Internet Shakespeare Editions


The "Unities"

Roman theatre, Kermessos. Photograph Peter Smith.

Greek and Latin plays were very different from the native traditions of drama that the young Shakespeare might have come across if he had seen a mystery cycle, or watched the travelling troupes of actors who came to Stratford, performing moralities or the various types of drama which developed from them. (Click to read about the Greek theatre* pictured here.)

Greek and Latin drama were strict in form. The stage represented a single place throughout the action; the plot recounted the events of a single day; and there was very little irrelevant by-play as the action developed. Aristotle described the drama of an earlier age in his important work On the Art of Poetry; those who followed his precepts called this disciplined structure the three "unities": unity of place, unity of time and unity of action.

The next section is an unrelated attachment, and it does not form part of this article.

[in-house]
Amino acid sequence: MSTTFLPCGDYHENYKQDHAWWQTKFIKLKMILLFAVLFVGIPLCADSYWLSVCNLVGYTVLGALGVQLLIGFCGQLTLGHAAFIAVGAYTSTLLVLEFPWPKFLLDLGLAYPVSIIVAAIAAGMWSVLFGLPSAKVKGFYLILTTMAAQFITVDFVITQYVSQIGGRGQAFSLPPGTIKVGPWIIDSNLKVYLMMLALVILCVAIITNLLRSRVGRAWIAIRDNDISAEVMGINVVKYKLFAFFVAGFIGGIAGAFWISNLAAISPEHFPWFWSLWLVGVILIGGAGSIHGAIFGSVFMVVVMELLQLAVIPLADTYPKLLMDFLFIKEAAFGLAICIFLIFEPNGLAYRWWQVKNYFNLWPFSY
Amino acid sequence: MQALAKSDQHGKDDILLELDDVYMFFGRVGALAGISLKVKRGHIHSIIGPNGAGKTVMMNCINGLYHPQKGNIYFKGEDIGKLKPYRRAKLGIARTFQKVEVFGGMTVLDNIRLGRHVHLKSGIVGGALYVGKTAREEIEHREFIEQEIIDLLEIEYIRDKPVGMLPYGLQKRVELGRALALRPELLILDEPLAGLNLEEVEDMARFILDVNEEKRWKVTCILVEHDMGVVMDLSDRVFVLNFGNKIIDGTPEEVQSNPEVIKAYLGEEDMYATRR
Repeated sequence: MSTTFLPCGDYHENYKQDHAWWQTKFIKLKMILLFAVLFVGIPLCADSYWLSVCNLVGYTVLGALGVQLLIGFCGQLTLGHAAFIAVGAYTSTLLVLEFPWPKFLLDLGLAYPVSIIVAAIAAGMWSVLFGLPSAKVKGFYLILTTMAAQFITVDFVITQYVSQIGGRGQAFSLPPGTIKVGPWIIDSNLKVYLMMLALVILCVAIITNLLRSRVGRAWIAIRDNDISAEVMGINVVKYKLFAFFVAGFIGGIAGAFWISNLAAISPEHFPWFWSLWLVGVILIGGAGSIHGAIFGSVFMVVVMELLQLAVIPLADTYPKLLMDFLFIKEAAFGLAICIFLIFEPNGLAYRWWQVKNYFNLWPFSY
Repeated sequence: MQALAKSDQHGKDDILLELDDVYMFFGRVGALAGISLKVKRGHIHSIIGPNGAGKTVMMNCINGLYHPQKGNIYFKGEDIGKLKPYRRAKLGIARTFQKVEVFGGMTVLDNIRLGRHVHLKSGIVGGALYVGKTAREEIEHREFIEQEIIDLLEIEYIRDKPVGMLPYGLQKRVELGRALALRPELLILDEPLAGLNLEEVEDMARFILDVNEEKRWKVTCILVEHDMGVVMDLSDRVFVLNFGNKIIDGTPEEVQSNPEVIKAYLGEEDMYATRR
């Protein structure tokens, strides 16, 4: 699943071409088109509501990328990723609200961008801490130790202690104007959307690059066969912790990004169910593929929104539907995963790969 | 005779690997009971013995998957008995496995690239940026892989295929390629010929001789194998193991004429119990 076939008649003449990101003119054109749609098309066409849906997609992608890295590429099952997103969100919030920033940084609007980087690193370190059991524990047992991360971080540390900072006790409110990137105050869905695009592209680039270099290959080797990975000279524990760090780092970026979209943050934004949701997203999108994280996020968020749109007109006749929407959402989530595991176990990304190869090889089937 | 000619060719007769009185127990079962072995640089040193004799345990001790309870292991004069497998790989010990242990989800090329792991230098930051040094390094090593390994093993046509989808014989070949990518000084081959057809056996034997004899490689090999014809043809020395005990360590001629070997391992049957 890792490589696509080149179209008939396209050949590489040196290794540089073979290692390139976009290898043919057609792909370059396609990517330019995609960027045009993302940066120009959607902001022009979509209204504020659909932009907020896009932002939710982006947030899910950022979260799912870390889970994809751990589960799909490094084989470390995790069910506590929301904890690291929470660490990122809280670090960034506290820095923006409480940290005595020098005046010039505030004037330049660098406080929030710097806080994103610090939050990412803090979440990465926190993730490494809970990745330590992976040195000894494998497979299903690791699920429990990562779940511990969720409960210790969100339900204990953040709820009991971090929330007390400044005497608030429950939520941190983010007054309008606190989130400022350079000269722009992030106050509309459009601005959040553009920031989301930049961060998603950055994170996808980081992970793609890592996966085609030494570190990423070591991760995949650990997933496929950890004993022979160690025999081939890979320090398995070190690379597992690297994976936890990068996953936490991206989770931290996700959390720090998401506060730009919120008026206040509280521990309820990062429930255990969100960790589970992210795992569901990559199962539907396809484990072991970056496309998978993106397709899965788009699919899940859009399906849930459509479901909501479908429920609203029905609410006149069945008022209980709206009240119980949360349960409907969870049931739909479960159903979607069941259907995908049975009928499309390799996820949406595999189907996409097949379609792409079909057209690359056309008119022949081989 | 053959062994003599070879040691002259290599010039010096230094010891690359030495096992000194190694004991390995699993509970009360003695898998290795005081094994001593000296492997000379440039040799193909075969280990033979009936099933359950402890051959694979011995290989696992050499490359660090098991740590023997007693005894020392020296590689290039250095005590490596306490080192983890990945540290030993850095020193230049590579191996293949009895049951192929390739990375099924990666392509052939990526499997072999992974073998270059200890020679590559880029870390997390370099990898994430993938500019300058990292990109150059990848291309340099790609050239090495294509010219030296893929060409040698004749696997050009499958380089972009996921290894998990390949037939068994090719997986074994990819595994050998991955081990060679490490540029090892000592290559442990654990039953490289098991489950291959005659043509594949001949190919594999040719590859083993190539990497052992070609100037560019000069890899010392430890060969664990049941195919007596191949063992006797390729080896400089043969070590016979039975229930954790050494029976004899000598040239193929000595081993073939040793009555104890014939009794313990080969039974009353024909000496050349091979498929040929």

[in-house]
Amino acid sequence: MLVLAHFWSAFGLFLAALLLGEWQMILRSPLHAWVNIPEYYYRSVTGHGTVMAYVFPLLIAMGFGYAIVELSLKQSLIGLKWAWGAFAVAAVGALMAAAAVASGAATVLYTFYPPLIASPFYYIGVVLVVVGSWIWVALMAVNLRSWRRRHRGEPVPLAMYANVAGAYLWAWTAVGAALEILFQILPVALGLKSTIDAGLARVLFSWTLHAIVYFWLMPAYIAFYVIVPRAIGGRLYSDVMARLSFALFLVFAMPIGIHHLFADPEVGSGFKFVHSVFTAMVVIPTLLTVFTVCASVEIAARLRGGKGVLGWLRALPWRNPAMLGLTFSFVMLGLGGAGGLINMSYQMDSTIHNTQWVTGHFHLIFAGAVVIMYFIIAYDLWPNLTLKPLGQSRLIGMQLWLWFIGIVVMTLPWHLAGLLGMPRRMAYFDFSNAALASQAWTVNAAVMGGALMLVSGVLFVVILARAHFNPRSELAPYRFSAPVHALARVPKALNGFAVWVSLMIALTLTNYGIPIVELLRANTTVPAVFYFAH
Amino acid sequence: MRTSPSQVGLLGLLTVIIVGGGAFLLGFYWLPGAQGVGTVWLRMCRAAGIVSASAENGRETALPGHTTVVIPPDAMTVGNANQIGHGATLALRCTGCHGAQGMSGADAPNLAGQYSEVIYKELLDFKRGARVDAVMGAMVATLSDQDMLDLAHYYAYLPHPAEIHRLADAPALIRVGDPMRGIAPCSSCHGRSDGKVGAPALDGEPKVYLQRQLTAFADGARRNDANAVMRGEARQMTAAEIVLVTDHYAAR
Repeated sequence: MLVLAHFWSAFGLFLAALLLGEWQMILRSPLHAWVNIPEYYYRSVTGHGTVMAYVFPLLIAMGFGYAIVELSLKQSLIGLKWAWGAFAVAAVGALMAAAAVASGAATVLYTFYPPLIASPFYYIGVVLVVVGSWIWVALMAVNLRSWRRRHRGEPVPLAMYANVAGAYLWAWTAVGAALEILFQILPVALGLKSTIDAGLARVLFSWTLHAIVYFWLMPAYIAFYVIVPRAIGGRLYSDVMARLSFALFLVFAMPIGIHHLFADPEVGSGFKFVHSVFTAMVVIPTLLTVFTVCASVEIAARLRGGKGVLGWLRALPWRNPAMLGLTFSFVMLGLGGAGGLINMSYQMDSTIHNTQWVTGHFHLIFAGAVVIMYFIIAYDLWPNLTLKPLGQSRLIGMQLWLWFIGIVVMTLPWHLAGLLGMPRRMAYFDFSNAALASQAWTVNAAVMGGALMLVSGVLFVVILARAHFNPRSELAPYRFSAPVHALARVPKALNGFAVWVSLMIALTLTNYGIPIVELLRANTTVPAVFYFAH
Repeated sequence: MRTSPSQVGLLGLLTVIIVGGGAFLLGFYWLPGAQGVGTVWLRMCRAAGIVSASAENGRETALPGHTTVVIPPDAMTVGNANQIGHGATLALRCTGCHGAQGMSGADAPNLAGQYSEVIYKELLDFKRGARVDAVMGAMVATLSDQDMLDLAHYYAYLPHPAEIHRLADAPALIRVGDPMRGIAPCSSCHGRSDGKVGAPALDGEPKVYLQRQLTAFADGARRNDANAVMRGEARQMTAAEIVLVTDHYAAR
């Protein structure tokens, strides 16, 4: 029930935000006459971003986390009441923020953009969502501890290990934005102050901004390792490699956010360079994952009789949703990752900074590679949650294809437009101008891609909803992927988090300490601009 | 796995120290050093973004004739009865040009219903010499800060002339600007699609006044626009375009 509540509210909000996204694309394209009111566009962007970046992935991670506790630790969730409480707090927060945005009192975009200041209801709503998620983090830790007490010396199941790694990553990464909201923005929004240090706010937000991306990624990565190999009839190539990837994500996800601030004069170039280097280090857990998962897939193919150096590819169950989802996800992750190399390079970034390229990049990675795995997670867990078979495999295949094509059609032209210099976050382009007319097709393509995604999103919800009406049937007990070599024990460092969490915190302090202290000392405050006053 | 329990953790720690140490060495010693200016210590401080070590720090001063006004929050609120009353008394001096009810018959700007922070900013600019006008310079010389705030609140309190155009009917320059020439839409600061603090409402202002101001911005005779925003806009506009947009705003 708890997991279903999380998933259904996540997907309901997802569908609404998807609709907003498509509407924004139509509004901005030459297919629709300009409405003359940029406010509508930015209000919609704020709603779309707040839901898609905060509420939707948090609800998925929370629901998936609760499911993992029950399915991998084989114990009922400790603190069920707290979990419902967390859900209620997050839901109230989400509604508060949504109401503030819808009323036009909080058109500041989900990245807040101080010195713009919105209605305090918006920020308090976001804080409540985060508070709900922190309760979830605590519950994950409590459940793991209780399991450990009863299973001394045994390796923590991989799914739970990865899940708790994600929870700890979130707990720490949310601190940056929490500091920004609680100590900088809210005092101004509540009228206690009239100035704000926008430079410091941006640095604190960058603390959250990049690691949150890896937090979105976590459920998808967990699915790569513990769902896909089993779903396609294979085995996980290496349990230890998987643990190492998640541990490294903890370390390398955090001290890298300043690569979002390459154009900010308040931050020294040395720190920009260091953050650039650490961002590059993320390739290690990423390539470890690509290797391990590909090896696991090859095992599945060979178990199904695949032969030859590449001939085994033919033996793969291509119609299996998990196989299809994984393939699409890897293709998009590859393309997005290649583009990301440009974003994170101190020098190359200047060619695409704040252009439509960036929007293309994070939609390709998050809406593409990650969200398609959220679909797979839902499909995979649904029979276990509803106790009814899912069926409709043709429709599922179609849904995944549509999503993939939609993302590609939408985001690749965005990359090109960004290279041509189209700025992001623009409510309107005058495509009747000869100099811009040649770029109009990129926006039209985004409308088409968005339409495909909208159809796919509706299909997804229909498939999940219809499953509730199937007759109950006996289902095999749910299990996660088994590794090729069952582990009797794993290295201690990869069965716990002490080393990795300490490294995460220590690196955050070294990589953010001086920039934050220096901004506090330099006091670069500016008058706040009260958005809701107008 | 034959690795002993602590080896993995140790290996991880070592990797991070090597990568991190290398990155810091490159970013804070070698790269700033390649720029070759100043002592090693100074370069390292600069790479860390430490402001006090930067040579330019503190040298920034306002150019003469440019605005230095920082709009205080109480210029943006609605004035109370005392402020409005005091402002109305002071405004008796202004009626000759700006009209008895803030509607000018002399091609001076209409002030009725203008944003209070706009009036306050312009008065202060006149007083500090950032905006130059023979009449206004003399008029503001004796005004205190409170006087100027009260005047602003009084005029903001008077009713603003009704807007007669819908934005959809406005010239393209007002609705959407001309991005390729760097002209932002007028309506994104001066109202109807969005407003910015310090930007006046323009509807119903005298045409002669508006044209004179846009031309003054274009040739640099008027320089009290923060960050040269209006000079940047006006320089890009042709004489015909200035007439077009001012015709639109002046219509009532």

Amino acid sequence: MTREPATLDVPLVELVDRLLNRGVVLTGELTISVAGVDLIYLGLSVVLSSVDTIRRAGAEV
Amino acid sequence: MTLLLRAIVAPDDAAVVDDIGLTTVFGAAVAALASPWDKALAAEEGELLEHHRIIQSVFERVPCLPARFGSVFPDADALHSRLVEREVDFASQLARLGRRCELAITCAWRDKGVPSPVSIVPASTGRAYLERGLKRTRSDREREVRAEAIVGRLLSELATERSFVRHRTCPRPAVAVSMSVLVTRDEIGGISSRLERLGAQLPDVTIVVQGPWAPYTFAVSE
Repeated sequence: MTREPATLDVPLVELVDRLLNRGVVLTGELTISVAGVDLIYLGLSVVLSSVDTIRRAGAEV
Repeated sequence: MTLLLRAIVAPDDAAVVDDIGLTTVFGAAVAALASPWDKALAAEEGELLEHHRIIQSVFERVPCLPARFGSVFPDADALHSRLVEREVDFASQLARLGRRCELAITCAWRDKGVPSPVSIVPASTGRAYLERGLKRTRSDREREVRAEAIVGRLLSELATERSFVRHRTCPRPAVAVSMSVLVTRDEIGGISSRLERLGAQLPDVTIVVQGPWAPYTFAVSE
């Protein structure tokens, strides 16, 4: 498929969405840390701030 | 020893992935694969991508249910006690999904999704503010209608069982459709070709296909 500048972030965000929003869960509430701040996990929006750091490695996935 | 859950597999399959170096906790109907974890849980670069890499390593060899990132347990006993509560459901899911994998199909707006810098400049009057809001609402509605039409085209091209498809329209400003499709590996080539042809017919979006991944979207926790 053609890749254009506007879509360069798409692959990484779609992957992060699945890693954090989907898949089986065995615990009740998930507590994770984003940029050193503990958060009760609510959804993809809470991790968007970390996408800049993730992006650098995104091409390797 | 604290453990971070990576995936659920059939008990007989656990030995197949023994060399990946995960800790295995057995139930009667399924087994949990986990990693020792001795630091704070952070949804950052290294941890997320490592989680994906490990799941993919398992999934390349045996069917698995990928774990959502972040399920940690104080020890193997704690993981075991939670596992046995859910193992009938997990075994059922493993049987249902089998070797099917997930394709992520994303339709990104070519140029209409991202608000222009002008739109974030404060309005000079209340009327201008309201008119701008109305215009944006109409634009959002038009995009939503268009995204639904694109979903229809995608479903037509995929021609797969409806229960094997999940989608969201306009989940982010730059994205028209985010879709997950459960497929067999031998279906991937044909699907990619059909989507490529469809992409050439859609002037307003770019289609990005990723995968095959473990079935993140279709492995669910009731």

The "Rules"

Neo-classical Renaissance critics codified Aristotle's discussion, claiming that all plays should follow these three precepts:

Place. The setting of the play should be one location: in comedy often a street, in Oedipus Rex the steps before the palace.

Time. The action of the play should represent the passage of no more than one day. Previous events leading up to the present situation were recounted on stage, as Prospero tells Miranda of the events which led to their abandonment on the island.

Action. No action or scene in the play was to be a digression; all were to contribute directly in some way to the plot.

Compare this structure with the episodic, wide-ranging plots of romantic comedy like Shakespeare's Winter's Tale.


  1. The theatre illustrated

    The theatre shown here is a Greek one, modified by the Romans, in what is now Turkey. The Greek theatre was a more complete circle; the Romans reduced the theatre to a semicircle with a "backstage" area.

    Click for a view of a theatre at Ephesus, also in Turkey; Shakespeare's early Roman-style comedy The Comedy of Errors is set in Ephesus.